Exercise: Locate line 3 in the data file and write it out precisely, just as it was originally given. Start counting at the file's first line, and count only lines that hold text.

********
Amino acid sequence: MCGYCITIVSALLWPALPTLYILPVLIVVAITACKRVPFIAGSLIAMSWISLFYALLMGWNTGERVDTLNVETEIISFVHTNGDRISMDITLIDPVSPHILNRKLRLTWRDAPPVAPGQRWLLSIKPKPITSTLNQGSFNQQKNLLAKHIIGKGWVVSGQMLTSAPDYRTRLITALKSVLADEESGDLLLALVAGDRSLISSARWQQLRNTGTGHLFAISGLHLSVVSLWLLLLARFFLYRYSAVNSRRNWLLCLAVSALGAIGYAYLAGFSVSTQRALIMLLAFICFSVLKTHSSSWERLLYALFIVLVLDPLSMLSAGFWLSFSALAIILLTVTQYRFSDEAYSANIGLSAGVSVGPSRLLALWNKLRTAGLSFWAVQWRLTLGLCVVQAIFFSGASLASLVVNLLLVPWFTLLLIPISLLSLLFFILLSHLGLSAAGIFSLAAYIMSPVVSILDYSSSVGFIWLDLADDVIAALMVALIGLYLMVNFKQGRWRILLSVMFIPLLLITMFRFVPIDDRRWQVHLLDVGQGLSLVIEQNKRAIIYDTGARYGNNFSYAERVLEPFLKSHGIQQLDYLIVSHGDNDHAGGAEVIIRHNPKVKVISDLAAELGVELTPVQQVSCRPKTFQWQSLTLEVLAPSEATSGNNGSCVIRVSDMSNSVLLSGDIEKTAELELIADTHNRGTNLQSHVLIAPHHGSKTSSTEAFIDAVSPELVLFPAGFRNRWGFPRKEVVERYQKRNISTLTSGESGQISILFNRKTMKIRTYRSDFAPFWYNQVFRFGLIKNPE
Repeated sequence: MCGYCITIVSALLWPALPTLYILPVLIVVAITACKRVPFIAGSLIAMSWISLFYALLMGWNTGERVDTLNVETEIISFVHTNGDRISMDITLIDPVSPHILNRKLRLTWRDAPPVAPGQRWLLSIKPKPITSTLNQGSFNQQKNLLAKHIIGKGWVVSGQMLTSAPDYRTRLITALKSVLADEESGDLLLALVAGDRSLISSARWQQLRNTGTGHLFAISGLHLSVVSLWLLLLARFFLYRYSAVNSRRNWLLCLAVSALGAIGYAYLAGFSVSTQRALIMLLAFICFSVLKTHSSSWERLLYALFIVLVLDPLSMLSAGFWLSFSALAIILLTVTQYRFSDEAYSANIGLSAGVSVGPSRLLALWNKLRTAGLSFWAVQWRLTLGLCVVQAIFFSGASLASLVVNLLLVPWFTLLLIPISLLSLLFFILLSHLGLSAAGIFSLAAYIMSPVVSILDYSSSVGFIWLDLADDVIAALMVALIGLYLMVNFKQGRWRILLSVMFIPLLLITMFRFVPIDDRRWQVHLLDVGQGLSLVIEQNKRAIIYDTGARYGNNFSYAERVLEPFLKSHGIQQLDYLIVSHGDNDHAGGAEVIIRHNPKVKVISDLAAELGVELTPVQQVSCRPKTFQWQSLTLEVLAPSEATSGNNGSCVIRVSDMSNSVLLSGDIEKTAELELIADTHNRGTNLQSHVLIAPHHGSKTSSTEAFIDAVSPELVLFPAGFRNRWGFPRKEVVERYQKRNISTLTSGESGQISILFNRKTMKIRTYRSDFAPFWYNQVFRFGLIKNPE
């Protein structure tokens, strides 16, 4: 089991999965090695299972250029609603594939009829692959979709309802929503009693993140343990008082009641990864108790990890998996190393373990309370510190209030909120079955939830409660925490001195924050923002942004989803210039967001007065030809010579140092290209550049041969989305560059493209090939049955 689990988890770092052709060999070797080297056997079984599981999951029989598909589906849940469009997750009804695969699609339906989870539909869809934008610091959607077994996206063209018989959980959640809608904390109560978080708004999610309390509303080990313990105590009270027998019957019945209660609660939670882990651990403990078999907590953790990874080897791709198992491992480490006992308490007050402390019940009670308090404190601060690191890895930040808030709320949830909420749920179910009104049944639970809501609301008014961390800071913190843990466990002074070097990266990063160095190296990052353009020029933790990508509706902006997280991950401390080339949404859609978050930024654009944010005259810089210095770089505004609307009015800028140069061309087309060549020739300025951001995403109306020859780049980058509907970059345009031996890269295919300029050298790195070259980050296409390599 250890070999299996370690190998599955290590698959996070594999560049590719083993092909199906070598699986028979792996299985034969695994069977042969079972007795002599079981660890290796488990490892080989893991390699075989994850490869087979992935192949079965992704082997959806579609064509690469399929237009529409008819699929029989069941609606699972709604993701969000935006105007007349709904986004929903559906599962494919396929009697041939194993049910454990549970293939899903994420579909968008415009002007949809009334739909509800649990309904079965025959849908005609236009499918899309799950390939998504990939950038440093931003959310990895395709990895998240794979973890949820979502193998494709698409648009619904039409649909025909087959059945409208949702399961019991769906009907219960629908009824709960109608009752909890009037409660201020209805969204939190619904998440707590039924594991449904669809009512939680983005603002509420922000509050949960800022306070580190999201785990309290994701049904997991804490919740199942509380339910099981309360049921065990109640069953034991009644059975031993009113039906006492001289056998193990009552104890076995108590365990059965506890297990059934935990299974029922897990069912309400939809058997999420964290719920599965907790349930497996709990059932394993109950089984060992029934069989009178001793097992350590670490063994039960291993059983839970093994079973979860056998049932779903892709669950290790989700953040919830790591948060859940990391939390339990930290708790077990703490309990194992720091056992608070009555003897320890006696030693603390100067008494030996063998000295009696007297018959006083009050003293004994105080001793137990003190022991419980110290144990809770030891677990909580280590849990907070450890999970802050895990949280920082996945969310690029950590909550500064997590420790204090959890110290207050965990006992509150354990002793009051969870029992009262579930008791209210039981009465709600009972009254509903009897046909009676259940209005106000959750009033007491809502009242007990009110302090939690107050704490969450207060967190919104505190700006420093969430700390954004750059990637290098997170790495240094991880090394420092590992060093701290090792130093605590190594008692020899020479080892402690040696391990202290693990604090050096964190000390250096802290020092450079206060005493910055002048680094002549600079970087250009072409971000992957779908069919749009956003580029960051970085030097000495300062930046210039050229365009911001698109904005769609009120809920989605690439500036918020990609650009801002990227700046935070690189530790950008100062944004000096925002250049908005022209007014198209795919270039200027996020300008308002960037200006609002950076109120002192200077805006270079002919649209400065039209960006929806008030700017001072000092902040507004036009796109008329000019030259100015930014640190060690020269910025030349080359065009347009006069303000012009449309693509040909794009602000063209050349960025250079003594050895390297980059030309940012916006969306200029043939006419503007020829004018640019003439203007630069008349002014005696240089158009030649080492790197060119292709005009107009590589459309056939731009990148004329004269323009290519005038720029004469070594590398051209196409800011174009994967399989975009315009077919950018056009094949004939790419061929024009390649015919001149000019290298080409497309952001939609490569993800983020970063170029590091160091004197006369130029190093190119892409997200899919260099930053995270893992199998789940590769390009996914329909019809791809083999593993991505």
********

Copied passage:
């Protein structure tokens, strides 16, 4: 089991999965090695299972250029609603594939009829692959979709309802929503009693993140343990008082009641990864108790990890998996190393373990309370510190209030909120079955939830409660925490001195924050923002942004989803210039967001007065030809010579140092290209550049041969989305560059493209090939049955 689990988890770092052709060999070797080297056997079984599981999951029989598909589906849940469009997750009804695969699609339906989870539909869809934008610091959607077994996206063209018989959980959640809608904390109560978080708004999610309390509303080990313990105590009270027998019957019945209660609660939670882990651990403990078999907590953790990874080897791709198992491992480490006992308490007050402390019940009670308090404190601060690191890895930040808030709320949830909420749920179910009104049944639970809501609301008014961390800071913190843990466990002074070097990266990063160095190296990052353009020029933790990508509706902006997280991950401390080339949404859609978050930024654009944010005259810089210095770089505004609307009015800028140069061309087309060549020739300025951001995403109306020859780049980058509907970059345009031996890269295919300029050298790195070259980050296409390599 250890070999299996370690190998599955290590698959996070594999560049590719083993092909199906070598699986028979792996299985034969695994069977042969079972007795002599079981660890290796488990490892080989893991390699075989994850490869087979992935192949079965992704082997959806579609064509690469399929237009529409008819699929029989069941609606699972709604993701969000935006105007007349709904986004929903559906599962494919396929009697041939194993049910454990549970293939899903994420579909968008415009002007949809009334739909509800649990309904079965025959849908005609236009499918899309799950390939998504990939950038440093931003959310990895395709990895998240794979973890949820979502193998494709698409648009619904039409649909025909087959059945409208949702399961019991769906009907219960629908009824709960109608009752909890009037409660201020209805969204939190619904998440707590039924594991449904669809009512939680983005603002509420922000509050949960800022306070580190999201785990309290994701049904997991804490919740199942509380339910099981309360049921065990109640069953034991009644059975031993009113039906006492001289056998193990009552104890076995108590365990059965506890297990059934935990299974029922897990069912309400939809058997999420964290719920599965907790349930497996709990059932394993109950089984060992029934069989009178001793097992350590670490063994039960291993059983839970093994079973979860056998049932779903892709669950290790989700953040919830790591948060859940990391939390339990930290708790077990703490309990194992720091056992608070009555003897320890006696030693603390100067008494030996063998000295009696007297018959006083009050003293004994105080001793137990003190022991419980110290144990809770030891677990909580280590849990907070450890999970802050895990949280920082996945969310690029950590909550500064997590420790204090959890110290207050965990006992509150354990002793009051969870029992009262579930008791209210039981009465709600009972009254509903009897046909009676259940209005106000959750009033007491809502009242007990009110302090939690107050704490969450207060967190919104505190700006420093969430700390954004750059990637290098997170790495240094991880090394420092590992060093701290090792130093605590190594008692020899020479080892402690040696391990202290693990604090050096964190000390250096802290020092450079206060005493910055002048680094002549600079970087250009072409971000992957779908069919749009956003580029960051970085030097000495300062930046210039050229365009911001698109904005769609009120809920989605690439500036918020990609650009801002990227700046935070690189530790950008100062944004000096925002250049908005022209007014198209795919270039200027996020300008308002960037200006609002950076109120002192200077805006270079002919649209400065039209960006929806008030700017001072000092902040507004036009796109008329000019030259100015930014640190060690020269910025030349080359065009347009006069303000012009449309693509040909794009602000063209050349960025250079003594050895390297980059030309940012916006969306200029043939006419503007020829004018640019003439203007630069008349002014005696240089158009030649080492790197060119292709005009107009590589459309056939731009990148004329004269323009290519005038720029004469070594590398051209196409800011174009994967399989975009315009077919950018056009094949004939790419061929024009390649015919001149000019290298080409497309952001939609490569993800983020970063170029590091160091004197006369130029190093190119892409997200899919260099930053995270893992199998789940590769390009996914329909019809791809083999593993991505």